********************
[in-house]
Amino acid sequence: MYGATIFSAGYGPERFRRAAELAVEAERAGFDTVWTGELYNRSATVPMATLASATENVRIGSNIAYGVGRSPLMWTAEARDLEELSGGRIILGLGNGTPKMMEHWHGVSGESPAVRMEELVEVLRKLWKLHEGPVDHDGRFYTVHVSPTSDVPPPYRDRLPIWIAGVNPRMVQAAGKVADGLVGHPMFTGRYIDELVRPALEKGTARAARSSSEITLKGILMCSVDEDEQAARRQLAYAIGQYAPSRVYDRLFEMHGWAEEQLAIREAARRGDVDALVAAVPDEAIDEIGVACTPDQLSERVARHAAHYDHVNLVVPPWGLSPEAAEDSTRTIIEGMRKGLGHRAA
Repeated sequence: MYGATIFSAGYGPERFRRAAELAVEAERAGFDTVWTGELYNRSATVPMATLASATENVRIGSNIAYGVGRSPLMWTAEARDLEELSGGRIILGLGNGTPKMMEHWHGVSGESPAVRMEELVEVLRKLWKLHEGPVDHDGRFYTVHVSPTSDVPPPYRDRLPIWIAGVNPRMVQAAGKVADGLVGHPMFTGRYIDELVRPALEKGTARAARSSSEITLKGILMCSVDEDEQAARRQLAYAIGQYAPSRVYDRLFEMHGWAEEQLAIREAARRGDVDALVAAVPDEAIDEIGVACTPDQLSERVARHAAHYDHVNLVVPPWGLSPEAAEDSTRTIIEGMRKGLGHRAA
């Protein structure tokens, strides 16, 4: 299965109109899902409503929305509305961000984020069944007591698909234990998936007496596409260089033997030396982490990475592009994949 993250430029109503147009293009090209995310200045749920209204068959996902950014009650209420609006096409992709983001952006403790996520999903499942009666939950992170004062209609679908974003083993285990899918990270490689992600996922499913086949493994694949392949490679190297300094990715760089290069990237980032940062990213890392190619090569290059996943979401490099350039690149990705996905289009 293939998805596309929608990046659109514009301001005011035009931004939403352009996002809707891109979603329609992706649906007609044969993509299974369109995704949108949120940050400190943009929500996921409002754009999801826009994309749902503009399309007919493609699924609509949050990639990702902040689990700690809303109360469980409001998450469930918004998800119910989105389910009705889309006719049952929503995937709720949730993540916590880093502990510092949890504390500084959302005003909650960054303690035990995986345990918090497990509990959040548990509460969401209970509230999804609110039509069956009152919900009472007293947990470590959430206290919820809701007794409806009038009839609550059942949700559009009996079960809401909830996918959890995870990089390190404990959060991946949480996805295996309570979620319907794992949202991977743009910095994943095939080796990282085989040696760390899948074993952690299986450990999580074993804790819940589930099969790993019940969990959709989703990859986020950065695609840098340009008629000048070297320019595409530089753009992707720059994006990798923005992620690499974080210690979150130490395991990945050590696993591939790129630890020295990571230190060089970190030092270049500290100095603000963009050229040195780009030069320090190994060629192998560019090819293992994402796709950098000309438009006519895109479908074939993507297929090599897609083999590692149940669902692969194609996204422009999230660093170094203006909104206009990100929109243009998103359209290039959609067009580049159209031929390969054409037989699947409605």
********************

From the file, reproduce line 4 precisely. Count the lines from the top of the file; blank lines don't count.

């Protein structure tokens, strides 16, 4: 299965109109899902409503929305509305961000984020069944007591698909234990998936007496596409260089033997030396982490990475592009994949 993250430029109503147009293009090209995310200045749920209204068959996902950014009650209420609006096409992709983001952006403790996520999903499942009666939950992170004062209609679908974003083993285990899918990270490689992600996922499913086949493994694949392949490679190297300094990715760089290069990237980032940062990213890392190619090569290059996943979401490099350039690149990705996905289009 293939998805596309929608990046659109514009301001005011035009931004939403352009996002809707891109979603329609992706649906007609044969993509299974369109995704949108949120940050400190943009929500996921409002754009999801826009994309749902503009399309007919493609699924609509949050990639990702902040689990700690809303109360469980409001998450469930918004998800119910989105389910009705889309006719049952929503995937709720949730993540916590880093502990510092949890504390500084959302005003909650960054303690035990995986345990918090497990509990959040548990509460969401209970509230999804609110039509069956009152919900009472007293947990470590959430206290919820809701007794409806009038009839609550059942949700559009009996079960809401909830996918959890995870990089390190404990959060991946949480996805295996309570979620319907794992949202991977743009910095994943095939080796990282085989040696760390899948074993952690299986450990999580074993804790819940589930099969790993019940969990959709989703990859986020950065695609840098340009008629000048070297320019595409530089753009992707720059994006990798923005992620690499974080210690979150130490395991990945050590696993591939790129630890020295990571230190060089970190030092270049500290100095603000963009050229040195780009030069320090190994060629192998560019090819293992994402796709950098000309438009006519895109479908074939993507297929090599897609083999590692149940669902692969194609996204422009999230660093170094203006909104206009990100929109243009998103359209290039959609067009580049159209031929390969054409037989699947409605």